Israel missed the identity of the Messiah because of their religious preconceived ideas of who He would be, what He would do and where He would come from. Basically they could not see the truth because they were blinded by their expectations that were based on misunderstanding and misinterpretation of Scripture. Below are several coaching suggestions for learning to think outside the box and protect yourself from this kind of limited thinking:
- Practice using your imagination to think creatively. It is a gift from God and one of the greatest demonstrations of divinity deposited in man. Using your imagination allows you to change your prospective without making a commitment to change your situation. It allows you the opportunity to contemplate other ideas, perspectives, possibilities in a safe non-threatening environment.
- Guard your hope. Hope – This is an attitude of optimism, as well as possibility, and is the garden of potential. Faith will not work if hope is absent. (Heb. 11:1)
- Educate Yourself – This requires you to process new information from sources that are outside your frame of reference. Many solutions to your limitations and problematic situations await your discovery in the world of information that education will introduce to you. Albert Einstein said, “The significant problems we face cannot be solved at the same level of thinking we were at when we created them.”
- Make Right Relationships a Priority. First seek a proper relationship with God. This will give you the Spiritual intuitiveness to hear the voice of the Lord and respond accordingly. Spiritual insensitivity was one primary cause to Israel’s lack of awareness of the coming of Christ. Then develop right relationships with others. Relationship is the key to accomplishing anything requiring more than one to achieve.
If you are going to realize your destiny, you will no doubt experience the hostility of religious people whose efforts to maintain their own security and identity will hold you out of your destiny if you allow it. They, without even knowing it, can lock you into the same prisons of non-progressiveness that imprison them. Refuse to allow it to happen.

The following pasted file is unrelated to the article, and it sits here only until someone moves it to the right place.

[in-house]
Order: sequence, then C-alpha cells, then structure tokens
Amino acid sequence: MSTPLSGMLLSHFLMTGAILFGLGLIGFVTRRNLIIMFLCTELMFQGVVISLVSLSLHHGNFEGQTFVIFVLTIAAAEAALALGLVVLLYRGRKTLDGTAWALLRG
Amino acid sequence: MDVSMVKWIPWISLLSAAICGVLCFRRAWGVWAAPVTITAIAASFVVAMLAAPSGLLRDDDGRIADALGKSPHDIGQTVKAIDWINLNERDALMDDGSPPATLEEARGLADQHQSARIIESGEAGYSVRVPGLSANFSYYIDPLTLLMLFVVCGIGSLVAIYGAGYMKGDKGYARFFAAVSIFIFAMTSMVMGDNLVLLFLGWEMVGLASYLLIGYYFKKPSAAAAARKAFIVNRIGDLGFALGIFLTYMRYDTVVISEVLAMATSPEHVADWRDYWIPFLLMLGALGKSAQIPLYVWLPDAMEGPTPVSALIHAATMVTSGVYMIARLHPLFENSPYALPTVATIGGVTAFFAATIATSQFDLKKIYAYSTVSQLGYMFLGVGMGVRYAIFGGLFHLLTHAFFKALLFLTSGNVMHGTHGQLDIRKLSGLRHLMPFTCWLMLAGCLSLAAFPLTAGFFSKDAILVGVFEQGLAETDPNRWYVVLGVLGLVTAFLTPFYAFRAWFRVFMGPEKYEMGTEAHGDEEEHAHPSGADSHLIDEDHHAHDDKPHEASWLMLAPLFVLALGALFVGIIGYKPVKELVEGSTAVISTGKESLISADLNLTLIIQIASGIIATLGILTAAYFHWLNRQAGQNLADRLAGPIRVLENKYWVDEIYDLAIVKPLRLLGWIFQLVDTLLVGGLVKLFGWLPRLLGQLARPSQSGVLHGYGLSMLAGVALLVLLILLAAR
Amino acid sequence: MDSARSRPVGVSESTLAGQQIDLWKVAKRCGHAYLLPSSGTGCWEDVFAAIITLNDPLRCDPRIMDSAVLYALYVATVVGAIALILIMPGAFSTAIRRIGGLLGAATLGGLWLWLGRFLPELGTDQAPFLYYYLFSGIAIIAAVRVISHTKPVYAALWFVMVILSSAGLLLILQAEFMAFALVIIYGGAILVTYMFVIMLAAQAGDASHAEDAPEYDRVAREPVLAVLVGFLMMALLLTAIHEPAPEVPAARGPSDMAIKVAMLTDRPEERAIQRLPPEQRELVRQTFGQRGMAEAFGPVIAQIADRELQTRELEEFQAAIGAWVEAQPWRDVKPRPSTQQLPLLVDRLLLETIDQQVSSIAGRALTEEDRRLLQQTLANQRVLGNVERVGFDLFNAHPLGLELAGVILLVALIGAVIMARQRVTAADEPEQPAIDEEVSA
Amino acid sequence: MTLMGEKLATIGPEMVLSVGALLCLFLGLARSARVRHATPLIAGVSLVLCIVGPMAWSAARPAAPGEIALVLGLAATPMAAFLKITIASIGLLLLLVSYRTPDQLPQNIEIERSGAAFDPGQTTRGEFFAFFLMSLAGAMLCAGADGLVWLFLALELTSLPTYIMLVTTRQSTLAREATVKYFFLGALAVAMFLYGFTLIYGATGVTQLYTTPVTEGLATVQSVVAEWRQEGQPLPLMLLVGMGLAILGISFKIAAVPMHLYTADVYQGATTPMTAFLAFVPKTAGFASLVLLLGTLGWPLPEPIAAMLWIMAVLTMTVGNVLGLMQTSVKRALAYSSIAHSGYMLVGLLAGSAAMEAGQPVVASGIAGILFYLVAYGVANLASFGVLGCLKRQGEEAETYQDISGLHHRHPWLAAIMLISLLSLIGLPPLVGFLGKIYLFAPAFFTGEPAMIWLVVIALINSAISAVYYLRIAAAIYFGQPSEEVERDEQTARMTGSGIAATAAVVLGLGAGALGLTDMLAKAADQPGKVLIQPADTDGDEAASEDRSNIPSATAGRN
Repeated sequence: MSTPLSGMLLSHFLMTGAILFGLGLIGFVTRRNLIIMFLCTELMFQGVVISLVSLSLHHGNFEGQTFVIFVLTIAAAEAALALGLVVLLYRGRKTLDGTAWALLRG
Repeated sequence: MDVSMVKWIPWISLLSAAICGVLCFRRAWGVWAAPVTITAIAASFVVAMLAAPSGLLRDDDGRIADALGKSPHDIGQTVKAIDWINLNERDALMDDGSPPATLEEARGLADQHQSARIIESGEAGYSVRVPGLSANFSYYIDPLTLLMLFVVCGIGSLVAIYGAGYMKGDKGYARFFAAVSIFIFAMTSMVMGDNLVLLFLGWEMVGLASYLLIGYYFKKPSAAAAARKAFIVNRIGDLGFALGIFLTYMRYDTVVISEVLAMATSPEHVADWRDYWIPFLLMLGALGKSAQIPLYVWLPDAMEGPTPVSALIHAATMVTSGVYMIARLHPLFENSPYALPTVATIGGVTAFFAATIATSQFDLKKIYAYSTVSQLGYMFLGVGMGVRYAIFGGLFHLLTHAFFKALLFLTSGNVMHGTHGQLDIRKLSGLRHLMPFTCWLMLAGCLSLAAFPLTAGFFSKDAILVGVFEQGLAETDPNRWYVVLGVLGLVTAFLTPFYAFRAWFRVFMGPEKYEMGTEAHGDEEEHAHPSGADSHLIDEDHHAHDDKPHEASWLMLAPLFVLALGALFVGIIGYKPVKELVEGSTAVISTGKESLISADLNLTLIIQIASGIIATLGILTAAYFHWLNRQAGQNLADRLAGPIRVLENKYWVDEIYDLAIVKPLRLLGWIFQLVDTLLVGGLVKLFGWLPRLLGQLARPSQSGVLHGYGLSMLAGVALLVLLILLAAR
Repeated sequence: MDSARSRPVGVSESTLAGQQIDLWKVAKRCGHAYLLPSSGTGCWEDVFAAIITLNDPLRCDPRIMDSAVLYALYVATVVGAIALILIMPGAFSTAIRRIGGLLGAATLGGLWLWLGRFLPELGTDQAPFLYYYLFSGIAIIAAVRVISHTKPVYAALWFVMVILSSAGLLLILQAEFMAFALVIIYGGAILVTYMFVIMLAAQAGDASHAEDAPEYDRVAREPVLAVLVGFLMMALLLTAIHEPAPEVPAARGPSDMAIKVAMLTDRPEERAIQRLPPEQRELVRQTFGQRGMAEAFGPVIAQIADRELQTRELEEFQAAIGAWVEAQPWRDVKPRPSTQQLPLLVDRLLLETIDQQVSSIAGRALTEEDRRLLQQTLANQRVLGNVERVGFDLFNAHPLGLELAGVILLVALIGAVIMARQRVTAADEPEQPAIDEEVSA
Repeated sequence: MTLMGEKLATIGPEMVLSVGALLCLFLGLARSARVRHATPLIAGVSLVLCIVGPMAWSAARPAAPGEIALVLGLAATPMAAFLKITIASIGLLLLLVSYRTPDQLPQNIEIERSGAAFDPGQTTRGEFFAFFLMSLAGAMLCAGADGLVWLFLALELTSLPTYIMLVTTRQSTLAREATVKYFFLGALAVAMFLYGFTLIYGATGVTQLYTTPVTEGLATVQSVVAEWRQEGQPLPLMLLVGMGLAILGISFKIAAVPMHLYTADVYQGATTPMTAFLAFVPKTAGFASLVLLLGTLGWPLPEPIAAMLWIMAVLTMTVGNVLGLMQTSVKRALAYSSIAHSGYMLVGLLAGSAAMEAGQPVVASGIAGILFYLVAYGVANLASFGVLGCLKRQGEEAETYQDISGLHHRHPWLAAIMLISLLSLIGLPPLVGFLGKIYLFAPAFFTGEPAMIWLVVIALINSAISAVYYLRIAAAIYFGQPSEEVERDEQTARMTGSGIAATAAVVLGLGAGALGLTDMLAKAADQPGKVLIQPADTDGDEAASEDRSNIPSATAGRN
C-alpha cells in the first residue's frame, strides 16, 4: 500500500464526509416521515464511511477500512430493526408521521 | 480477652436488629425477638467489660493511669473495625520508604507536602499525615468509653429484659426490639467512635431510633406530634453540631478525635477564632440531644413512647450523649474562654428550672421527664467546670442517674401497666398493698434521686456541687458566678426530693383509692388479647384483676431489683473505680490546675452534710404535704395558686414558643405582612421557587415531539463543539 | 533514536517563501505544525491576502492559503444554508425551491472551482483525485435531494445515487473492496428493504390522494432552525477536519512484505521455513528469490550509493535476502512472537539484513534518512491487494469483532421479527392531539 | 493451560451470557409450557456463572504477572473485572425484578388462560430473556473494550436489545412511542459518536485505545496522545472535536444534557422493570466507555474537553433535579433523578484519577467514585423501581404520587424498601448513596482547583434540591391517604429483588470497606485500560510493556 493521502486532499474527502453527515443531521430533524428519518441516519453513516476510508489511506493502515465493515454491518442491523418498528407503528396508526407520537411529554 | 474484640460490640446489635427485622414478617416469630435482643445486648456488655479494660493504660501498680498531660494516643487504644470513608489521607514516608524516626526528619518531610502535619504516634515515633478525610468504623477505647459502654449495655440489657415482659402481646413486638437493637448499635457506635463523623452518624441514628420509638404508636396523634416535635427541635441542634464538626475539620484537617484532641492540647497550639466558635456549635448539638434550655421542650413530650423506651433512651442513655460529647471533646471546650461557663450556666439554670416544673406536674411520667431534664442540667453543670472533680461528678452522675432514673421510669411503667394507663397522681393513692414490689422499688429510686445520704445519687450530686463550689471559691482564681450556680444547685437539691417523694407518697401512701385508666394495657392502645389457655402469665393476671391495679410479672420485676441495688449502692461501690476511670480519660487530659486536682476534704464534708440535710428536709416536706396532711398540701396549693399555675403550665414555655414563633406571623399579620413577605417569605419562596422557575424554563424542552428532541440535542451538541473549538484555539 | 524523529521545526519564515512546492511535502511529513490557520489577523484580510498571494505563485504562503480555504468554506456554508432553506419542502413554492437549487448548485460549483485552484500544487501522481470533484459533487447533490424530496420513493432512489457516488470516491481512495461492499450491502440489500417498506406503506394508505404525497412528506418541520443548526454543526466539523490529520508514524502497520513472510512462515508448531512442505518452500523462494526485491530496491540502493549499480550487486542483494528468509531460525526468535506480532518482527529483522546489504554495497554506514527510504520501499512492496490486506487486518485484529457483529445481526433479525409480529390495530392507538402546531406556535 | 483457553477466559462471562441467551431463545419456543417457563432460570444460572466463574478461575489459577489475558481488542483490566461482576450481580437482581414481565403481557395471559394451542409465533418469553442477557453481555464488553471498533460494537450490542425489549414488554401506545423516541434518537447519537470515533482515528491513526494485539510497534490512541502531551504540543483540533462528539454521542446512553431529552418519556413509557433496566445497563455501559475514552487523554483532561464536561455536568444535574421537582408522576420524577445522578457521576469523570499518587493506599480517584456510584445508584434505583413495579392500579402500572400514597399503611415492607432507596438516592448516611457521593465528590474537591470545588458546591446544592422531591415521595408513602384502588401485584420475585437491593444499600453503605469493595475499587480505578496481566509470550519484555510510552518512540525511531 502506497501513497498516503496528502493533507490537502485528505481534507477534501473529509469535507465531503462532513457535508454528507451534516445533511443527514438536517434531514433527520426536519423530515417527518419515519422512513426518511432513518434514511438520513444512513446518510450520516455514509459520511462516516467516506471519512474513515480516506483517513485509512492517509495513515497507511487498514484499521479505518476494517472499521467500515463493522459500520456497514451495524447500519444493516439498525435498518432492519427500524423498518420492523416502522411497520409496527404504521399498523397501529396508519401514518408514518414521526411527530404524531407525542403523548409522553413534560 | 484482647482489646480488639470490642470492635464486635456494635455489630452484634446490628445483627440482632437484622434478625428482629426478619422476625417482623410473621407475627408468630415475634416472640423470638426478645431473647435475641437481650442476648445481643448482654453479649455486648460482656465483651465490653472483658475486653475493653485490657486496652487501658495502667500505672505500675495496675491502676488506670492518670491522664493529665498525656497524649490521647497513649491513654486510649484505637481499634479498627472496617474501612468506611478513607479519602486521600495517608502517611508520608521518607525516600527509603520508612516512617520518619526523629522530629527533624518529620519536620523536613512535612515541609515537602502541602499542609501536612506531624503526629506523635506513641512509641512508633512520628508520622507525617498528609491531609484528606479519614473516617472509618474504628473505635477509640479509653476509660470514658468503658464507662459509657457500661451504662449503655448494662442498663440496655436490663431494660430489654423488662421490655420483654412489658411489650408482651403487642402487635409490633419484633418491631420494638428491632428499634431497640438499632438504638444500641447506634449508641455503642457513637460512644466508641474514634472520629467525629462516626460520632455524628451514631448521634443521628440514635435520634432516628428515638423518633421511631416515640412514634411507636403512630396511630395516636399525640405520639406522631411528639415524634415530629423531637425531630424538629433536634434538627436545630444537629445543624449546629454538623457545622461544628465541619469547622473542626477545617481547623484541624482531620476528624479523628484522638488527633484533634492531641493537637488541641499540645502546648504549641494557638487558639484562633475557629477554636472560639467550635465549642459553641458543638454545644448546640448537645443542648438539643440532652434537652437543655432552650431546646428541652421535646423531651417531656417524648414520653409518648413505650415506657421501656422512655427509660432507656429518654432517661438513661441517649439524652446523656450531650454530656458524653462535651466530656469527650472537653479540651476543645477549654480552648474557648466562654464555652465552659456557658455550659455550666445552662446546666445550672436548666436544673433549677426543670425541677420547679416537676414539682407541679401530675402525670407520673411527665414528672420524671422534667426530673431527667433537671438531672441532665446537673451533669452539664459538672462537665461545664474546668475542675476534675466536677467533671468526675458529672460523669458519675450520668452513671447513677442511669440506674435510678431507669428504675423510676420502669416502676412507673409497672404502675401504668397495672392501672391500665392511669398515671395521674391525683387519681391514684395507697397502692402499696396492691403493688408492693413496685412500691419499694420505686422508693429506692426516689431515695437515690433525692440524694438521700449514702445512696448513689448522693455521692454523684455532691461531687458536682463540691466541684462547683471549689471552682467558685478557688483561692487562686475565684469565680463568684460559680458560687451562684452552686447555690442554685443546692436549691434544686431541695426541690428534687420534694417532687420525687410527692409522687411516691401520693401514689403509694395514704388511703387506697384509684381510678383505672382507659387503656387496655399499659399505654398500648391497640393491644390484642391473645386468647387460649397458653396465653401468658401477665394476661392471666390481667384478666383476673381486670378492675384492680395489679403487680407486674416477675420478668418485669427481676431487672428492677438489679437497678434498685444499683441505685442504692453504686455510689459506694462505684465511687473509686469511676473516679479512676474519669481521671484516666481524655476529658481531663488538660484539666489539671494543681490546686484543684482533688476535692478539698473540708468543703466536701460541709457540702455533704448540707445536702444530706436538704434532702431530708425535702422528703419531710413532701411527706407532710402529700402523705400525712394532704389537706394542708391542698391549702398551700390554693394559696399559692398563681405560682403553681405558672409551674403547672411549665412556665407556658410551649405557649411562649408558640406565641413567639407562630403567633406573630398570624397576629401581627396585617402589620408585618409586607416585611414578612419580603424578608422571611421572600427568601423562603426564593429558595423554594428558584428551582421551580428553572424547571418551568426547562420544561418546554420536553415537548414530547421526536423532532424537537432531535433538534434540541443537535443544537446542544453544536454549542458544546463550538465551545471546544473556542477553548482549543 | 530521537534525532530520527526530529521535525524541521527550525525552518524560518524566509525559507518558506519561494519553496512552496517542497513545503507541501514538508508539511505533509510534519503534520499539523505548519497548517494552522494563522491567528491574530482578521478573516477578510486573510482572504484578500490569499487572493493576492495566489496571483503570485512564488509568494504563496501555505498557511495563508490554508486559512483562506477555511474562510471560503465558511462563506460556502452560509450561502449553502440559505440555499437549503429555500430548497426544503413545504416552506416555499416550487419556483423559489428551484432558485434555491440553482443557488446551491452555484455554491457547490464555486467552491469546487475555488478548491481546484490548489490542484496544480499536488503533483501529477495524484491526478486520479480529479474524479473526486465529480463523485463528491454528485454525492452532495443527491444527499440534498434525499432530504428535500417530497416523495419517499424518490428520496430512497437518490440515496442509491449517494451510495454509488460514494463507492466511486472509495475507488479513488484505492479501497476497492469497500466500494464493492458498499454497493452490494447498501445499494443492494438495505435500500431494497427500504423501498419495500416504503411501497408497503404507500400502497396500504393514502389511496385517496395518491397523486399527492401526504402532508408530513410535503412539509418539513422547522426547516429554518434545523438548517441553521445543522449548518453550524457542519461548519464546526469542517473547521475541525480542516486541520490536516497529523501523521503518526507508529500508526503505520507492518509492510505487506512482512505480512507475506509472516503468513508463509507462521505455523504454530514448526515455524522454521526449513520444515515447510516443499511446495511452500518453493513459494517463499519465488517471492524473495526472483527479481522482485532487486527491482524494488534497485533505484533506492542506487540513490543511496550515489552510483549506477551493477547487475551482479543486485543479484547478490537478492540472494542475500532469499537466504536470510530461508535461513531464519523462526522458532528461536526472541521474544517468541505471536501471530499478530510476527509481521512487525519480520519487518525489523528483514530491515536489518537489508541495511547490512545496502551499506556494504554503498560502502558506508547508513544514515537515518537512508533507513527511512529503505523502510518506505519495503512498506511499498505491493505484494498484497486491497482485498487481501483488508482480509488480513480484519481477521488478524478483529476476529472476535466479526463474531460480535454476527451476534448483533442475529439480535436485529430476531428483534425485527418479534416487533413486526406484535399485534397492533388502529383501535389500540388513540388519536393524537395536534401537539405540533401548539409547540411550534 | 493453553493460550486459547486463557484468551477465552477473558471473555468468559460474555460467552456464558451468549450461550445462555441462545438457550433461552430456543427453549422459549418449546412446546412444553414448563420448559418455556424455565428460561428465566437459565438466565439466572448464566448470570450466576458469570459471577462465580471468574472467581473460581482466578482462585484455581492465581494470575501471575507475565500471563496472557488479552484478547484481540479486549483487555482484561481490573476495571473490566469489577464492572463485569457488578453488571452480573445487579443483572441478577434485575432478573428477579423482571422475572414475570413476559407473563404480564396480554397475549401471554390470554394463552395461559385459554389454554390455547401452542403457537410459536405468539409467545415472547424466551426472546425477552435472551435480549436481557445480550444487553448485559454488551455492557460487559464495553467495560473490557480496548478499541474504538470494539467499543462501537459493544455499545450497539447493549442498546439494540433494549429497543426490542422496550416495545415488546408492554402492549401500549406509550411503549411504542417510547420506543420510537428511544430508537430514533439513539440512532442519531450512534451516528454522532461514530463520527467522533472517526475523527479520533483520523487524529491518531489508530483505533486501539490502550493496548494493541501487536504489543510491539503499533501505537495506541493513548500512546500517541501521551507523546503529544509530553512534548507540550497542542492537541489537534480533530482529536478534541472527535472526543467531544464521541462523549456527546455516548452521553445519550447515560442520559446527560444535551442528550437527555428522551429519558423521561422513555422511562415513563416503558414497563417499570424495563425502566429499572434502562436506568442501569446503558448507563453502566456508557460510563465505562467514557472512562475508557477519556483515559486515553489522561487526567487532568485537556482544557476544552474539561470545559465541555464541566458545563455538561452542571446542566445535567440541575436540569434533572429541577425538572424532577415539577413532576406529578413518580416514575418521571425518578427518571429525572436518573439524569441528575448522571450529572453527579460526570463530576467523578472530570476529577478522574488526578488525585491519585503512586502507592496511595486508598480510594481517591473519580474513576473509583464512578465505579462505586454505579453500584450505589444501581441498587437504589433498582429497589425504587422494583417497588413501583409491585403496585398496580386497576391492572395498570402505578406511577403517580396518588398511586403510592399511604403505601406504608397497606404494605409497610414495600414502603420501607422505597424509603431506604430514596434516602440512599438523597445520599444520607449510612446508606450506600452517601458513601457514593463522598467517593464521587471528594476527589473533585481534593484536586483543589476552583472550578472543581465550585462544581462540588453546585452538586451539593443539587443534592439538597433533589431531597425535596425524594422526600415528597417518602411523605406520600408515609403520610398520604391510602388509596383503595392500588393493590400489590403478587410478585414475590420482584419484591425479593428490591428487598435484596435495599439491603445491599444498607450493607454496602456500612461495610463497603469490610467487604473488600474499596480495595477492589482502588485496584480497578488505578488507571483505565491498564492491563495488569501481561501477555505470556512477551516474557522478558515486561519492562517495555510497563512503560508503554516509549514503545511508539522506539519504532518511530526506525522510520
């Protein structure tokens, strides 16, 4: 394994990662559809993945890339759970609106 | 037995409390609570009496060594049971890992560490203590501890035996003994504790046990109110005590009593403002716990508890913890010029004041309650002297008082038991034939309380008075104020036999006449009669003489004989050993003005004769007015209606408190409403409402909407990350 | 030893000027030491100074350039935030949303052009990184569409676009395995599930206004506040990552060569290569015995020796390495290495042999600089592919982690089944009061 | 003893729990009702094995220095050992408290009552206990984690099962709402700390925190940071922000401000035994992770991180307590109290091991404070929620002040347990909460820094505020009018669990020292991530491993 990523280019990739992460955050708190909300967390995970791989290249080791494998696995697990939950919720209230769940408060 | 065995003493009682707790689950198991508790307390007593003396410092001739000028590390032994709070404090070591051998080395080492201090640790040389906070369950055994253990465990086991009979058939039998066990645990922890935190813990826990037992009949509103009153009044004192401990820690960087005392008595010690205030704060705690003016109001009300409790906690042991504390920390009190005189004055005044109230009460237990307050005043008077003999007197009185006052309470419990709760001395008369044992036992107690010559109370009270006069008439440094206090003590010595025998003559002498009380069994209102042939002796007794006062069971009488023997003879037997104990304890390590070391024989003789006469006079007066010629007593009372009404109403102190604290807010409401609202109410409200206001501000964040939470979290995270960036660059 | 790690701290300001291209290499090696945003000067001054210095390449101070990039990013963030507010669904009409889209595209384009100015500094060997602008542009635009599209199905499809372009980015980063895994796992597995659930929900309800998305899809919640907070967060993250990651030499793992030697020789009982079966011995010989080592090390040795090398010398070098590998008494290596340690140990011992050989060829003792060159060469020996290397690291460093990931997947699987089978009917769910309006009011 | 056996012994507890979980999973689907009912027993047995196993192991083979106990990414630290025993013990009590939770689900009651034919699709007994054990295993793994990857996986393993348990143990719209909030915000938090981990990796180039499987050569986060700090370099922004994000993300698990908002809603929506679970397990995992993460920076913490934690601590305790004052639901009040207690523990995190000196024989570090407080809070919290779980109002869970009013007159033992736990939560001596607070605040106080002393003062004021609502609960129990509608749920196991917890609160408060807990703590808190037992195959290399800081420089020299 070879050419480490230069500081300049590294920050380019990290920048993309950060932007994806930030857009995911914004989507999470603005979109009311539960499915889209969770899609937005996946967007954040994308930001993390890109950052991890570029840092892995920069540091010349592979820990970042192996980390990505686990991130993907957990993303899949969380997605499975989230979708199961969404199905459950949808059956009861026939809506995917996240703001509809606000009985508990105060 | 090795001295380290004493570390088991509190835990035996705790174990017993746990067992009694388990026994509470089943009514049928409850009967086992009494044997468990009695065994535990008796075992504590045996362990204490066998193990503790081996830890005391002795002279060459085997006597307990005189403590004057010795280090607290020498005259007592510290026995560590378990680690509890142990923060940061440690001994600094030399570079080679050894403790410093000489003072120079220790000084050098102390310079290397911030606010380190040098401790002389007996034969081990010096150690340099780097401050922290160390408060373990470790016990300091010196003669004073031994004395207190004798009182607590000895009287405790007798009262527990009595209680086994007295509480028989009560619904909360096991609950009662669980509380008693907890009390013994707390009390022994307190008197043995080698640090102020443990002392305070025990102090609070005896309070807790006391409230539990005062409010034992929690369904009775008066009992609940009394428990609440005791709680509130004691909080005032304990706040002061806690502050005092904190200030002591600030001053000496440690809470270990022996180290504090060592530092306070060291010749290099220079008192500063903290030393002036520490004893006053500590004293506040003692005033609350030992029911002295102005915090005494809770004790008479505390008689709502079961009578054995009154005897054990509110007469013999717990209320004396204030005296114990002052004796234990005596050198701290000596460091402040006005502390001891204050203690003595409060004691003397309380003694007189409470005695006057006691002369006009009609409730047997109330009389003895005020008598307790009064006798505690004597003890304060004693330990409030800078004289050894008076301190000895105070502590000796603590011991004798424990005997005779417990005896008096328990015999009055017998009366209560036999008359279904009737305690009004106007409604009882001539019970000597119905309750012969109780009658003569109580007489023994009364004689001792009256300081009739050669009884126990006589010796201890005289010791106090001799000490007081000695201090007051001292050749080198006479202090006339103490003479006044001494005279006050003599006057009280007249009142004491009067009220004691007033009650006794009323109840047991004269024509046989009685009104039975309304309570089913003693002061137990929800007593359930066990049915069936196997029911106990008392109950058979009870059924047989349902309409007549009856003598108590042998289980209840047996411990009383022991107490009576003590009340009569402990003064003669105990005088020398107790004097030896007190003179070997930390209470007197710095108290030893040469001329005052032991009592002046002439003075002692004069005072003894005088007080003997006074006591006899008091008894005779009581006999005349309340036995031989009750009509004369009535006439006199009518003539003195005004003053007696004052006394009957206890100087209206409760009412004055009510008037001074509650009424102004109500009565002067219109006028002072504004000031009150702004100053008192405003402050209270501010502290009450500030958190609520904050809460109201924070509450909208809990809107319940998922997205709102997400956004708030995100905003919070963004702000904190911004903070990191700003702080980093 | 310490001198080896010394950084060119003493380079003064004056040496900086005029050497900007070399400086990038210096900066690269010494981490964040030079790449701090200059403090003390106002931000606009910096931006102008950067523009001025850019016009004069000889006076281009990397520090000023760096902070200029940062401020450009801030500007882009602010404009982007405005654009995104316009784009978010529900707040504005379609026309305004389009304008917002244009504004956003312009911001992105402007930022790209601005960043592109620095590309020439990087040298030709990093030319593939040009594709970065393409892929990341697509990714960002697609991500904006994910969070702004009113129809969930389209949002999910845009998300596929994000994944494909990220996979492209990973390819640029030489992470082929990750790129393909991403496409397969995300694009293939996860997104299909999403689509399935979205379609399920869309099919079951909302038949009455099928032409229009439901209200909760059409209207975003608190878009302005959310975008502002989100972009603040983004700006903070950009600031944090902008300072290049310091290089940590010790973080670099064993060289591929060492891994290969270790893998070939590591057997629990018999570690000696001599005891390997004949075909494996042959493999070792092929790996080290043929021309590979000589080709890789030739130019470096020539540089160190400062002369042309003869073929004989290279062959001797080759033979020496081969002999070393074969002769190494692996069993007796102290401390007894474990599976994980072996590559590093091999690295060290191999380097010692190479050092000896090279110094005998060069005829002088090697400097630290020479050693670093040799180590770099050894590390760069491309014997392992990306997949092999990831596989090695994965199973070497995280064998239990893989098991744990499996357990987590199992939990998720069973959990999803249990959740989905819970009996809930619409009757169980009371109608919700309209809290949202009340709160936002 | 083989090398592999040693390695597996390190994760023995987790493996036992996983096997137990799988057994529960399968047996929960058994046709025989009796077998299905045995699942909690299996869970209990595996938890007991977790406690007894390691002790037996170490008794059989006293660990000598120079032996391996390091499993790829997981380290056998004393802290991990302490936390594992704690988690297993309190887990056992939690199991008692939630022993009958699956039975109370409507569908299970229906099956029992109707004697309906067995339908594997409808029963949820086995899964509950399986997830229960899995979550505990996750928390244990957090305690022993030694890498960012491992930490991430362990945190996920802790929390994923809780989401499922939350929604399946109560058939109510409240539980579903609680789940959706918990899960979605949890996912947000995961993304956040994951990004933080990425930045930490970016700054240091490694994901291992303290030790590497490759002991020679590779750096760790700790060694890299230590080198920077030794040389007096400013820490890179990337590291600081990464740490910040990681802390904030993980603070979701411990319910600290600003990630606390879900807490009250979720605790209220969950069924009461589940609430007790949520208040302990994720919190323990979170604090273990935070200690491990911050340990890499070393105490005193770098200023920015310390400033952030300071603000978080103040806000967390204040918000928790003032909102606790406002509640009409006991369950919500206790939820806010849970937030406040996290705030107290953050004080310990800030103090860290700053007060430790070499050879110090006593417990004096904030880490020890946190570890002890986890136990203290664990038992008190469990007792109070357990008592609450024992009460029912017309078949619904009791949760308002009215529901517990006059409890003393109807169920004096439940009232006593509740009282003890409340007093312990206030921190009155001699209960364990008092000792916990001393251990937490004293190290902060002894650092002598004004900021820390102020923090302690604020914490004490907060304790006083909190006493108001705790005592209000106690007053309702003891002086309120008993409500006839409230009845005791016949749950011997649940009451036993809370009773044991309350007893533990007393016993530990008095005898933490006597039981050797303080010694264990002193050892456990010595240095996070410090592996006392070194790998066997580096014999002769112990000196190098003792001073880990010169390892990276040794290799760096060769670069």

A Place Of Testing:
The house of Caiphias? Yes, I have been there. This place is a place where you can get messed up. It is a place of testing. Like the garden in many ways it is a moment of definition. The devil will try and tell you that you have arrived and that this place of rejection is all that God has planned for you, but he is a liar. If you’ve not been there yet, chances are you will. But it is just another stop on the road to your destiny. Visit but don’t stay. Take the test and pass on your way, for there remains a Pentecost for you if you won’t quit. When you are met with a word of accusation instead of a word of encouragement, don’t panic. It is a part of the process. When you visit the house of Caiaphas you join in good company with almost every great Christian Leader of history, the greatest of which was a carpenter from an obscure place called Nazareth, named Jesus Christ.